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Enabling informed decision making

NLPG Exemplar Award Winner – Best use of NLPG data by a partner 2008: Nottingham City Council.

The River Leen and its tributary Day Brook were central to the industrial expansion of the city of Nottingham and many businesses historically were established along its length to take advantage of the river’s water supply.

Today many of these industries have closed, leaving behind disused land often contaminated by a history of bleaching, dyeing and other chemical processes. Redevelopment of this land is hampered by perceived flood risk. A project was set up between Nottingham City Council, the Environment Agency and Nottingham Regeneration Limited to predict and accurately map the risk. In so doing, the project addressed one of the key challenges to regenerating some neighbourhoods ranked among the most deprived nationally.

The River Leen and Day Brook Strategic Flood Risk Assessment (SFRA) project aims to steer development away from areas of highest risk and investigate solutions to alleviate flooding.

The SFRA draws upon the latest river modelling and survey data to predict how the River Leen and Day Brook will react during various storm events, including the key planning benchmark, the 1 in 100 year flood. The aim of the SFRA is to provide a map-based planning tool that can be used by planning officers at Nottingham City Council to inform the Local Development Framework (LDF) process and individual planning applications. It will help steer development away from areas of highest risk, maximise development on brown field land in line with national planning policy and investigate solutions to flood risk at a strategic level.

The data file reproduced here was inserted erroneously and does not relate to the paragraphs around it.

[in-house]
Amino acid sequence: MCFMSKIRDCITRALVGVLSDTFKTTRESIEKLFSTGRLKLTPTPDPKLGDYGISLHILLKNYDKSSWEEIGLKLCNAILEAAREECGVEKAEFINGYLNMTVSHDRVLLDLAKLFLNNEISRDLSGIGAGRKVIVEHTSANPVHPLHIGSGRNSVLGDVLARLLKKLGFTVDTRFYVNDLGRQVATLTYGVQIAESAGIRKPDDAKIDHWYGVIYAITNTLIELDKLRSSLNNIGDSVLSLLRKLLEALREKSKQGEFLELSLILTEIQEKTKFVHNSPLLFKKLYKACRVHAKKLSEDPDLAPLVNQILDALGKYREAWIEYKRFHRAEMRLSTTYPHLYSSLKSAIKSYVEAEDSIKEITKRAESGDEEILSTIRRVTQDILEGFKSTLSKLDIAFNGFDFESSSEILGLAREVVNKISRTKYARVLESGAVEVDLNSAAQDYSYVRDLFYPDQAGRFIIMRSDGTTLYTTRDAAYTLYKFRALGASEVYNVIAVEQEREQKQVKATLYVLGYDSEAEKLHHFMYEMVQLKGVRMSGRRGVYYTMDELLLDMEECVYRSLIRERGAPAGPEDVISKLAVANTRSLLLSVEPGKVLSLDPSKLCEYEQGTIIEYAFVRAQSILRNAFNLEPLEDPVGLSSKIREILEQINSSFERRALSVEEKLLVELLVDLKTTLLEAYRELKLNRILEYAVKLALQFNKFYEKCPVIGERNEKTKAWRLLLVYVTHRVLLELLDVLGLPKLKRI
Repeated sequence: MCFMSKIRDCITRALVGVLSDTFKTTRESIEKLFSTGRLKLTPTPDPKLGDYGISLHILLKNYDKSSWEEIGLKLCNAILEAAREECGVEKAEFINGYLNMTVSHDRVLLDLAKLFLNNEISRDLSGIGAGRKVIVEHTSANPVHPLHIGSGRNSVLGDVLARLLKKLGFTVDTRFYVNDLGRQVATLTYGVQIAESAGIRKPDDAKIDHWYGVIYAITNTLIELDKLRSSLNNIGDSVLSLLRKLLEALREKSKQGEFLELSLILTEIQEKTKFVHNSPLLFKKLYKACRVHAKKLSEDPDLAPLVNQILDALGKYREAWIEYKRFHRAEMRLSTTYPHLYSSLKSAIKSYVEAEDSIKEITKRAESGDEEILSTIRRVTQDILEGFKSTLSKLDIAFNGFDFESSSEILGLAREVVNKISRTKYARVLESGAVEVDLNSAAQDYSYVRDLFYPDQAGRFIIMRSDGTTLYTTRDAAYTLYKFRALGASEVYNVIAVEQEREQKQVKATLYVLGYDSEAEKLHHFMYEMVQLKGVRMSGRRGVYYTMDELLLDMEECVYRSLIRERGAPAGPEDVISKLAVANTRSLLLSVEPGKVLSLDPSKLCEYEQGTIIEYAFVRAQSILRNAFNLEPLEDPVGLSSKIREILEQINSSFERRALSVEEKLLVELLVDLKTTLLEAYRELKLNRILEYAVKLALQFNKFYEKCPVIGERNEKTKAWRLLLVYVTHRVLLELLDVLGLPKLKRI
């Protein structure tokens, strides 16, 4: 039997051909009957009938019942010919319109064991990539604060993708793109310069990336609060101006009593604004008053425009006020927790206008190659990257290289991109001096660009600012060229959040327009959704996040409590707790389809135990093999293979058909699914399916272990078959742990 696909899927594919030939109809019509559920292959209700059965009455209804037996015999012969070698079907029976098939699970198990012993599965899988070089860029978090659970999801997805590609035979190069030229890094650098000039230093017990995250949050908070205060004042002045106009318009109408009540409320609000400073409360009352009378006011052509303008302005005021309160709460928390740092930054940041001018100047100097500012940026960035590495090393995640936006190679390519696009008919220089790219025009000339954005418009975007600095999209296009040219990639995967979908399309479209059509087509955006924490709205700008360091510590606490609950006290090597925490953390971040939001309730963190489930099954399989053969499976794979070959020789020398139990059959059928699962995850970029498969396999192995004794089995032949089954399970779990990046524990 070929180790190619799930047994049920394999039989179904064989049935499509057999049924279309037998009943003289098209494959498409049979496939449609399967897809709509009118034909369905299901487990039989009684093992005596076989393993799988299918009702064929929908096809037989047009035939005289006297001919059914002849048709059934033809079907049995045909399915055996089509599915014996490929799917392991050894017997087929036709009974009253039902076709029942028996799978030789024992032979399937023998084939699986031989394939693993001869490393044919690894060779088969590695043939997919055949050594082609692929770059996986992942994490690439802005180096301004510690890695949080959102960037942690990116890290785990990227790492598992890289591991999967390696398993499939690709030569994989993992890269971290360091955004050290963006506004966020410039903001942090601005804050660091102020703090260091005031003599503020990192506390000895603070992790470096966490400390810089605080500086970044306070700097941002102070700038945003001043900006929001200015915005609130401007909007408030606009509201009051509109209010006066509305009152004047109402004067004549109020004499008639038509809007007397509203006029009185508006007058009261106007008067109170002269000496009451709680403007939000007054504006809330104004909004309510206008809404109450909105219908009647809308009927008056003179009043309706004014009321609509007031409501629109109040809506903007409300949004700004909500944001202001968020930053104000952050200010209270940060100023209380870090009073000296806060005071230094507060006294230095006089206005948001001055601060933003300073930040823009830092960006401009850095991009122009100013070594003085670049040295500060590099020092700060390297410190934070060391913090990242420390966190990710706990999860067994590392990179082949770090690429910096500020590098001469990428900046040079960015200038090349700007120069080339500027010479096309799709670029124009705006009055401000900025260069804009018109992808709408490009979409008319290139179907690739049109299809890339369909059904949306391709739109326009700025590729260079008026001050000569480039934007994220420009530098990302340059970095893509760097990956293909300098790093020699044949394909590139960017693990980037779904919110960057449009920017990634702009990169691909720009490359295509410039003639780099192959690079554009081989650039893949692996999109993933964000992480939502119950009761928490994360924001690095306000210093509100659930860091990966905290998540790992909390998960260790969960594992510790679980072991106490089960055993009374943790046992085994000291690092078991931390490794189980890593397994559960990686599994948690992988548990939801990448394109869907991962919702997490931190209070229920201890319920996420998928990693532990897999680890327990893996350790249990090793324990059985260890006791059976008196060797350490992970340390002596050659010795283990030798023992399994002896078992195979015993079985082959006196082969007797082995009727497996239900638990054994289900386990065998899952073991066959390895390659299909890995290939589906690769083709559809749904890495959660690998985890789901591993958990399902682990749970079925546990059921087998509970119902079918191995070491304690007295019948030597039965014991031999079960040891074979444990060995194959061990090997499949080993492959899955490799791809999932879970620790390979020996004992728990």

Using the NLPG, the project was able to identify more than 70 additional properties to reach a total of 696 that were at potential risk of flooding. The property UPRNs were used to draw information from other back office systems such as non domestic rates to identify whether the property was commercial or residential; which were council owned and whether large employers were in the area. The data also revealed vulnerable sites such as hospitals, health centres, critical buildings and non-postal properties such as electricity sub stations, tram stops, gas meter houses, car parks, playgrounds etc. The granularity of the data available was such that businesses that could cause pollution risk, in the event of flooding, such as paint shops, were also identified.

Other vulnerable residential properties were pinpointed including those occupied by citizens claiming benefit with children under ten or those over the age 60. This means that decisions affecting the assessment, risk mitigation and possible future regeneration of the areas will be informed by the most up to date, accurate and detailed property information.

The SFRA was also able to identify weaknesses in flood defences where overtopping would incur additional flood risk and pose a threat to the transport infrastructure including railway and tram lines and arterial roads in the north and west of the city.

Outcomes

This is a great example of NLPG data being used to unlock information from other back office systems and then make it available to inform real decision making. The accuracy and level of detailed information gathered via the NLPG for properties within the flood areas is impressive and its value to the Environment Agency, planners, Local Development Framework officers, heads of resilience, area committees, emergency services and emergency planning officers cannot be underestimated.

The project was not only able to more accurately identify the areas subject to potential risk of flooding but also greatly improve the understanding of the likely impact on citizens, public and commercial enterprises and the infrastructure.

Key benefits

  • Improved identification of properties at risk of flooding to sub-postcode level.
  • Using the UPRN to pull information from other Council systems adds huge value to the identification of property types and details of ownership and demography.
  • Provides real understanding of the human factors involved.
  • Enabled improved understanding of flood extents for better management of risk mitigation and emergency planning.
  • Improved profile for the NLPG within the authority, which proved to be significantly better than any other dataset.
  • Recognition of the power of the UPRN and joined up government.
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